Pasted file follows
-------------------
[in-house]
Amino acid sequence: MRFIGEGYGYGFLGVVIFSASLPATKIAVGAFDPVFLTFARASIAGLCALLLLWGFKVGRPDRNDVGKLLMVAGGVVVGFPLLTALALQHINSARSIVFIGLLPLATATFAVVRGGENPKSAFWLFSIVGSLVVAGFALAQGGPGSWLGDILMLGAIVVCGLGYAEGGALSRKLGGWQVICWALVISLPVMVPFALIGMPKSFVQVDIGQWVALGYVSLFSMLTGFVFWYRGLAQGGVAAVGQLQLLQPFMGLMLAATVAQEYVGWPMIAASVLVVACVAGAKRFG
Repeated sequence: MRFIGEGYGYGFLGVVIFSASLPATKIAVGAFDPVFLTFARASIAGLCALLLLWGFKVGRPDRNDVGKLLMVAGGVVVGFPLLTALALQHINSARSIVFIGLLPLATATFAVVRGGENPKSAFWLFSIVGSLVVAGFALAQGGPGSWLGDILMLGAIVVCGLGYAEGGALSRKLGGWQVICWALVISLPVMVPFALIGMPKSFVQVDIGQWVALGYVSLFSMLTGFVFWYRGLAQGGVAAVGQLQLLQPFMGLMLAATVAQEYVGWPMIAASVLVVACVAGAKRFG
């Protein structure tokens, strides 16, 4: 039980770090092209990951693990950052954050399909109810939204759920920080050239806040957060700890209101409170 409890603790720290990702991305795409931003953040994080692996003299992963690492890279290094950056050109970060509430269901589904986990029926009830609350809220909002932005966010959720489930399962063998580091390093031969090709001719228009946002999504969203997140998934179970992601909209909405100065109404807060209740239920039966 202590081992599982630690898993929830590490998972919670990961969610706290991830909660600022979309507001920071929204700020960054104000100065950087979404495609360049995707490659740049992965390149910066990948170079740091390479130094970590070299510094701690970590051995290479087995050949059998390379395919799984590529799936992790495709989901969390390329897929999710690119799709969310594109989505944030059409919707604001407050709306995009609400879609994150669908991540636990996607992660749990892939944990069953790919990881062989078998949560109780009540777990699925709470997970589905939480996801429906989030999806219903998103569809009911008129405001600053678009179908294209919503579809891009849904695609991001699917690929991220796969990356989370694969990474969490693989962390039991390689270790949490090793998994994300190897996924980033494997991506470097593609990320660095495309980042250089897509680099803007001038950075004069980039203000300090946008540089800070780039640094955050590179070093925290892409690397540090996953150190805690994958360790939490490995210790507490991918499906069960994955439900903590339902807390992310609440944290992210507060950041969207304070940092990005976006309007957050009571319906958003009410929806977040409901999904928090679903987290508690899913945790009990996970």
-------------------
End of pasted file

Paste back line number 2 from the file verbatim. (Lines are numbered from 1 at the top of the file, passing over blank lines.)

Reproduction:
Amino acid sequence: MRFIGEGYGYGFLGVVIFSASLPATKIAVGAFDPVFLTFARASIAGLCALLLLWGFKVGRPDRNDVGKLLMVAGGVVVGFPLLTALALQHINSARSIVFIGLLPLATATFAVVRGGENPKSAFWLFSIVGSLVVAGFALAQGGPGSWLGDILMLGAIVVCGLGYAEGGALSRKLGGWQVICWALVISLPVMVPFALIGMPKSFVQVDIGQWVALGYVSLFSMLTGFVFWYRGLAQGGVAAVGQLQLLQPFMGLMLAATVAQEYVGWPMIAASVLVVACVAGAKRFG